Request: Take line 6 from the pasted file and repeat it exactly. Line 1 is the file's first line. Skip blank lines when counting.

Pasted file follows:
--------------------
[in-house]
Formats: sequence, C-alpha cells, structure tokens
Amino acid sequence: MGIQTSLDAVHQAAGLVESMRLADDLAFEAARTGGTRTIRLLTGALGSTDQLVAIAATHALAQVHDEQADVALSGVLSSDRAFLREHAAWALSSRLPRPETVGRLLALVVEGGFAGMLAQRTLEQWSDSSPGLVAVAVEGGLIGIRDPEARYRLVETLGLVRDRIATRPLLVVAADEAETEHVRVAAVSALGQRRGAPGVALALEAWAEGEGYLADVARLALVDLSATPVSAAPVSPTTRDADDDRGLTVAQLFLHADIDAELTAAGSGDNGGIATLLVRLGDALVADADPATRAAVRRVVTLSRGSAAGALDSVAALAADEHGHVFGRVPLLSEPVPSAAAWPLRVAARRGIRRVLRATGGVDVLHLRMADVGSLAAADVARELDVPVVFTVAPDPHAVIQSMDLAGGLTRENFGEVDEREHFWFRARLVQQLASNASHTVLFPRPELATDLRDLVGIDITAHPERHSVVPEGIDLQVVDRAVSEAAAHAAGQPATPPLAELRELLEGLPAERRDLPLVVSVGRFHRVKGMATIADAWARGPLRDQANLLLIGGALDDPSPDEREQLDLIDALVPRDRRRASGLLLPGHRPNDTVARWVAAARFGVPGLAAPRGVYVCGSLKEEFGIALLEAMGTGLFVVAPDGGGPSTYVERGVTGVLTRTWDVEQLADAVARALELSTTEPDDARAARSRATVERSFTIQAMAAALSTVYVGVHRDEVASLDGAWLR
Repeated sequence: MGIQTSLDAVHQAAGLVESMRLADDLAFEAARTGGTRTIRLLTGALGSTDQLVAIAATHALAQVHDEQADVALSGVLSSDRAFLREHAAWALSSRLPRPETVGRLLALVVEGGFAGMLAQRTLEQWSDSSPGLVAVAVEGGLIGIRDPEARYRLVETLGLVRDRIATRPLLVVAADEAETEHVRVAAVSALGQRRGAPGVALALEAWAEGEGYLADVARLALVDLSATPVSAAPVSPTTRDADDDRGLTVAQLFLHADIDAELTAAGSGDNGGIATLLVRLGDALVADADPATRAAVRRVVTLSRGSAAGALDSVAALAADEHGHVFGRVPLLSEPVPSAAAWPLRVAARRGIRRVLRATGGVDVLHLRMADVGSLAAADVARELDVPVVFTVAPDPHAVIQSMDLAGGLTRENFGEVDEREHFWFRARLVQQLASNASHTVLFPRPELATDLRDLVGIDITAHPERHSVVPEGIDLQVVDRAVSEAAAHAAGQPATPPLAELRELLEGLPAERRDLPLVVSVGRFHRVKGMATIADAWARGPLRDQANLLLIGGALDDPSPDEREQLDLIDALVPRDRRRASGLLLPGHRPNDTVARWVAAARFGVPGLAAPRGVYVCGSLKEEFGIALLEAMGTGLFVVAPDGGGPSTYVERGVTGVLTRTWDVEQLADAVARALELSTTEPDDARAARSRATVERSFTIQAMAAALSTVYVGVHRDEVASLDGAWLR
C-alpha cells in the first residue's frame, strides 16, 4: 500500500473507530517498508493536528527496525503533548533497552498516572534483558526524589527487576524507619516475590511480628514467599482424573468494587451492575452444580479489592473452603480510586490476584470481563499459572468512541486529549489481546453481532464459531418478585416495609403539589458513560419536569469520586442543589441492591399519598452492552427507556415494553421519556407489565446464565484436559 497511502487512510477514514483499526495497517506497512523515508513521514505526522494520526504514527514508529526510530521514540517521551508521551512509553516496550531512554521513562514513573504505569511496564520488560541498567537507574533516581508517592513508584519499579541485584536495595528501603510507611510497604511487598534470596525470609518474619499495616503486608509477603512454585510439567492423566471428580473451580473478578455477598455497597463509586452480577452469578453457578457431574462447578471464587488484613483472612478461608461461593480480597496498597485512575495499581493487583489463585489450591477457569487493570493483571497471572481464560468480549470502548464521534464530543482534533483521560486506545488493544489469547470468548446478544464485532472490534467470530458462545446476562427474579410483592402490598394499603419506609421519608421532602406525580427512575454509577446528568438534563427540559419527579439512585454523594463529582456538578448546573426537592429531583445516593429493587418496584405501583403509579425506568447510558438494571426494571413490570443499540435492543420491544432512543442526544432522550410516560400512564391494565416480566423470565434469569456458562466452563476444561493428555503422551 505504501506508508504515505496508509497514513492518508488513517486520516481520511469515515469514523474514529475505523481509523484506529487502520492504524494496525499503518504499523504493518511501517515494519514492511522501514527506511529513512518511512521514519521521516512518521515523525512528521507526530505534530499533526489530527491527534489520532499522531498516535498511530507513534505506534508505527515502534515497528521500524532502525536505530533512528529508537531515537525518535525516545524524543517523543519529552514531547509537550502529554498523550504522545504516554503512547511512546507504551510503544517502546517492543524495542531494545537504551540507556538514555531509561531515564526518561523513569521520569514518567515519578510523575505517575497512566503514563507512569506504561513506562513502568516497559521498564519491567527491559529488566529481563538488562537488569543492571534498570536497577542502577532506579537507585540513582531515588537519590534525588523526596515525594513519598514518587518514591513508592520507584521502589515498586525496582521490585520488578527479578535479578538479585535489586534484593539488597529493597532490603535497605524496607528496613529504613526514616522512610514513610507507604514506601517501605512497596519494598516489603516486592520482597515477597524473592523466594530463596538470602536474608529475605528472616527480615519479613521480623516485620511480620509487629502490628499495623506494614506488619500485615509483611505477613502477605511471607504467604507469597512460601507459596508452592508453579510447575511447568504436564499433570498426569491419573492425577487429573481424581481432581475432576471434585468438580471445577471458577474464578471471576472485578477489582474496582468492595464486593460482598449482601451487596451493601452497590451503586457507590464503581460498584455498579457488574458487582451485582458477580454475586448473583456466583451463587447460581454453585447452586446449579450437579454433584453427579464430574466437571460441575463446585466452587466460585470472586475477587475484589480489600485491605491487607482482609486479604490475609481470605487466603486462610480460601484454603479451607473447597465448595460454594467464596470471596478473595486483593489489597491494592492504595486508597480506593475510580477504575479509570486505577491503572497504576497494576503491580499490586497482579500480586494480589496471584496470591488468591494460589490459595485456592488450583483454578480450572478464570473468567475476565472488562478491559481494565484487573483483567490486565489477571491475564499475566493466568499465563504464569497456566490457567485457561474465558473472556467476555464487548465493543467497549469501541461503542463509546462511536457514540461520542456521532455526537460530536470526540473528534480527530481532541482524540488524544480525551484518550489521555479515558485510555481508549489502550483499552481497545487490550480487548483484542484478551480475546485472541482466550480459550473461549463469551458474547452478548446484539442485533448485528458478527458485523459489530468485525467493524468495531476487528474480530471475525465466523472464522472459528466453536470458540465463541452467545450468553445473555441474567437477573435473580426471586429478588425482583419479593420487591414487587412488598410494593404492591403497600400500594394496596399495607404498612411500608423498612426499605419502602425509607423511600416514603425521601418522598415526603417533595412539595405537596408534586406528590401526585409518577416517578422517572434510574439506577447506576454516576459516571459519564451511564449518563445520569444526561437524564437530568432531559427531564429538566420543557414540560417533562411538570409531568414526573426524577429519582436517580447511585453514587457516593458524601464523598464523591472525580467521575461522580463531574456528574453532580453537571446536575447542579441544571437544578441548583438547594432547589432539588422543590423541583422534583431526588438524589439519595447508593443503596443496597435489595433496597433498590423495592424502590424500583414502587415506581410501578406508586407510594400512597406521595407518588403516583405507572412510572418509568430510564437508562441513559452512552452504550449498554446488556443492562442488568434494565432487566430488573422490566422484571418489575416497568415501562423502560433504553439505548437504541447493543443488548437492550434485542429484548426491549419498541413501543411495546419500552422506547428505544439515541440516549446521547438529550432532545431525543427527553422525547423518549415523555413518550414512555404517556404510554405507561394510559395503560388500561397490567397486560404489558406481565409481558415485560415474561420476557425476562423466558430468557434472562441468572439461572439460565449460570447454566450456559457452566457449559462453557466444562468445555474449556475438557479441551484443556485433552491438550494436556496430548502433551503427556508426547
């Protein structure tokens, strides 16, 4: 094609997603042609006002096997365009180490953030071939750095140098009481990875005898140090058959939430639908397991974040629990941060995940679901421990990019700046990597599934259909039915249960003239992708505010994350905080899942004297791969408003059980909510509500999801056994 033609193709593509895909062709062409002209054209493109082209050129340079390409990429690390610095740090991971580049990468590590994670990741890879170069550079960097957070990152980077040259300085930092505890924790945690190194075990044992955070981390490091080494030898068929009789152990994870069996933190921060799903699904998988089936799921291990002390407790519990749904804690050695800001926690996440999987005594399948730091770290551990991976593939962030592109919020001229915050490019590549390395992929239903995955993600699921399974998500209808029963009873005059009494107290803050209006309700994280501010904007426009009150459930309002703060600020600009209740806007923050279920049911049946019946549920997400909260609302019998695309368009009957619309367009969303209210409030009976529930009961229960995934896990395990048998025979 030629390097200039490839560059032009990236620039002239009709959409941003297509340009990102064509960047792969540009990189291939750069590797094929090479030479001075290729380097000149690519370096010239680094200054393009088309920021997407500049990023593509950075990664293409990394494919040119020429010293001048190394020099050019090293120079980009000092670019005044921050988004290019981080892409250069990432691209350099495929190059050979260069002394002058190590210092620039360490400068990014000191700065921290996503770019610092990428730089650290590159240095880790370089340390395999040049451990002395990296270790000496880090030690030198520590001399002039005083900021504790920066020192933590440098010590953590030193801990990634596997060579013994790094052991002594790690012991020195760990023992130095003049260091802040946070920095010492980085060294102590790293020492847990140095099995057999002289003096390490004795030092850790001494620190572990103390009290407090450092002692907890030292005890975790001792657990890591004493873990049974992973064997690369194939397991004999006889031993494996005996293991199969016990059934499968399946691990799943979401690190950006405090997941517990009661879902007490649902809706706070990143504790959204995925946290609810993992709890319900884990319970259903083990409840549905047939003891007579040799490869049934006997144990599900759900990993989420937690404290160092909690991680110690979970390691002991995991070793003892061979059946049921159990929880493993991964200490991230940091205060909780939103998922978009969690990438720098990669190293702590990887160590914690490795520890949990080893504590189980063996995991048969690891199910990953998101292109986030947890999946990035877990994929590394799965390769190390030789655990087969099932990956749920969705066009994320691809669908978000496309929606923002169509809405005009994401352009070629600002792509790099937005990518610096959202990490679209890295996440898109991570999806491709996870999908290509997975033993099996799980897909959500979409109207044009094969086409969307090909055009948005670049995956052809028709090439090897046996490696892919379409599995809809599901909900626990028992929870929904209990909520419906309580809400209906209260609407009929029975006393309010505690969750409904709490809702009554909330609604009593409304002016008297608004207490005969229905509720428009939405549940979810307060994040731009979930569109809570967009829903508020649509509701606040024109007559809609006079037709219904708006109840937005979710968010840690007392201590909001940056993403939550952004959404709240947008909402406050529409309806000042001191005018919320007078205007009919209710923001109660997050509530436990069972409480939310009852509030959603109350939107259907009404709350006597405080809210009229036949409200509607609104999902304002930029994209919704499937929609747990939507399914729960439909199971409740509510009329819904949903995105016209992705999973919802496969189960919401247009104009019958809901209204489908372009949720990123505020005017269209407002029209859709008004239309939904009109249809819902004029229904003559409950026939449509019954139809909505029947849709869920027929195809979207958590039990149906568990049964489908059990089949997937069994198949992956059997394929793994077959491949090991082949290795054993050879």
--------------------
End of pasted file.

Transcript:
């Protein structure tokens, strides 16, 4: 094609997603042609006002096997365009180490953030071939750095140098009481990875005898140090058959939430639908397991974040629990941060995940679901421990990019700046990597599934259909039915249960003239992708505010994350905080899942004297791969408003059980909510509500999801056994 033609193709593509895909062709062409002209054209493109082209050129340079390409990429690390610095740090991971580049990468590590994670990741890879170069550079960097957070990152980077040259300085930092505890924790945690190194075990044992955070981390490091080494030898068929009789152990994870069996933190921060799903699904998988089936799921291990002390407790519990749904804690050695800001926690996440999987005594399948730091770290551990991976593939962030592109919020001229915050490019590549390395992929239903995955993600699921399974998500209808029963009873005059009494107290803050209006309700994280501010904007426009009150459930309002703060600020600009209740806007923050279920049911049946019946549920997400909260609302019998695309368009009957619309367009969303209210409030009976529930009961229960995934896990395990048998025979 030629390097200039490839560059032009990236620039002239009709959409941003297509340009990102064509960047792969540009990189291939750069590797094929090479030479001075290729380097000149690519370096010239680094200054393009088309920021997407500049990023593509950075990664293409990394494919040119020429010293001048190394020099050019090293120079980009000092670019005044921050988004290019981080892409250069990432691209350099495929190059050979260069002394002058190590210092620039360490400068990014000191700065921290996503770019610092990428730089650290590159240095880790370089340390395999040049451990002395990296270790000496880090030690030198520590001399002039005083900021504790920066020192933590440098010590953590030193801990990634596997060579013994790094052991002594790690012991020195760990023992130095003049260091802040946070920095010492980085060294102590790293020492847990140095099995057999002289003096390490004795030092850790001494620190572990103390009290407090450092002692907890030292005890975790001792657990890591004493873990049974992973064997690369194939397991004999006889031993494996005996293991199969016990059934499968399946691990799943979401690190950006405090997941517990009661879902007490649902809706706070990143504790959204995925946290609810993992709890319900884990319970259903083990409840549905047939003891007579040799490869049934006997144990599900759900990993989420937690404290160092909690991680110690979970390691002991995991070793003892061979059946049921159990929880493993991964200490991230940091205060909780939103998922978009969690990438720098990669190293702590990887160590914690490795520890949990080893504590189980063996995991048969690891199910990953998101292109986030947890999946990035877990994929590394799965390769190390030789655990087969099932990956749920969705066009994320691809669908978000496309929606923002169509809405005009994401352009070629600002792509790099937005990518610096959202990490679209890295996440898109991570999806491709996870999908290509997975033993099996799980897909959500979409109207044009094969086409969307090909055009948005670049995956052809028709090439090897046996490696892919379409599995809809599901909900626990028992929870929904209990909520419906309580809400209906209260609407009929029975006393309010505690969750409904709490809702009554909330609604009593409304002016008297608004207490005969229905509720428009939405549940979810307060994040731009979930569109809570967009829903508020649509509701606040024109007559809609006079037709219904708006109840937005979710968010840690007392201590909001940056993403939550952004959404709240947008909402406050529409309806000042001191005018919320007078205007009919209710923001109660997050509530436990069972409480939310009852509030959603109350939107259907009404709350006597405080809210009229036949409200509607609104999902304002930029994209919704499937929609747990939507399914729960439909199971409740509510009329819904949903995105016209992705999973919802496969189960919401247009104009019958809901209204489908372009949720990123505020005017269209407002029209859709008004239309939904009109249809819902004029229904003559409950026939449509019954139809909505029947849709869920027929195809979207958590039990149906568990049964489908059990089949997937069994198949992956059997394929793994077959491949090991082949290795054993050879």